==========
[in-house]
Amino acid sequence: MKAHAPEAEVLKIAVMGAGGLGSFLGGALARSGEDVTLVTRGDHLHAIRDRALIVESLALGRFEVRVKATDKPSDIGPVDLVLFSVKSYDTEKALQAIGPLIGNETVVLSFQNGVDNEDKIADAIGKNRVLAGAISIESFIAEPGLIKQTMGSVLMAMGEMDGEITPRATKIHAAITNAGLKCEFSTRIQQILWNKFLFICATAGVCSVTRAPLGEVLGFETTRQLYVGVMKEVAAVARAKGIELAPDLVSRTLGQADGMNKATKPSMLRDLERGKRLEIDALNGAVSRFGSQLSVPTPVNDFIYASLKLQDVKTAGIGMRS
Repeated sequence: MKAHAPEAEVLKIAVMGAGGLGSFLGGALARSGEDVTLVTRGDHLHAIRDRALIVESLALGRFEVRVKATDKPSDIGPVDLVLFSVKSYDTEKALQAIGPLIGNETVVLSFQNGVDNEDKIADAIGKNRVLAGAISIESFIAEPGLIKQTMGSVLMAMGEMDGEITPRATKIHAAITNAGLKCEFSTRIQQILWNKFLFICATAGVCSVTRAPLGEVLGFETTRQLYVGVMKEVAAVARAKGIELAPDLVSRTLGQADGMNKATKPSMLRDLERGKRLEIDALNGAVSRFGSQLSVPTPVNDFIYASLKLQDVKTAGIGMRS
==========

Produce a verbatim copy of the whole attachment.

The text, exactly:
[in-house]
Amino acid sequence: MKAHAPEAEVLKIAVMGAGGLGSFLGGALARSGEDVTLVTRGDHLHAIRDRALIVESLALGRFEVRVKATDKPSDIGPVDLVLFSVKSYDTEKALQAIGPLIGNETVVLSFQNGVDNEDKIADAIGKNRVLAGAISIESFIAEPGLIKQTMGSVLMAMGEMDGEITPRATKIHAAITNAGLKCEFSTRIQQILWNKFLFICATAGVCSVTRAPLGEVLGFETTRQLYVGVMKEVAAVARAKGIELAPDLVSRTLGQADGMNKATKPSMLRDLERGKRLEIDALNGAVSRFGSQLSVPTPVNDFIYASLKLQDVKTAGIGMRS
Repeated sequence: MKAHAPEAEVLKIAVMGAGGLGSFLGGALARSGEDVTLVTRGDHLHAIRDRALIVESLALGRFEVRVKATDKPSDIGPVDLVLFSVKSYDTEKALQAIGPLIGNETVVLSFQNGVDNEDKIADAIGKNRVLAGAISIESFIAEPGLIKQTMGSVLMAMGEMDGEITPRATKIHAAITNAGLKCEFSTRIQQILWNKFLFICATAGVCSVTRAPLGEVLGFETTRQLYVGVMKEVAAVARAKGIELAPDLVSRTLGQADGMNKATKPSMLRDLERGKRLEIDALNGAVSRFGSQLSVPTPVNDFIYASLKLQDVKTAGIGMRS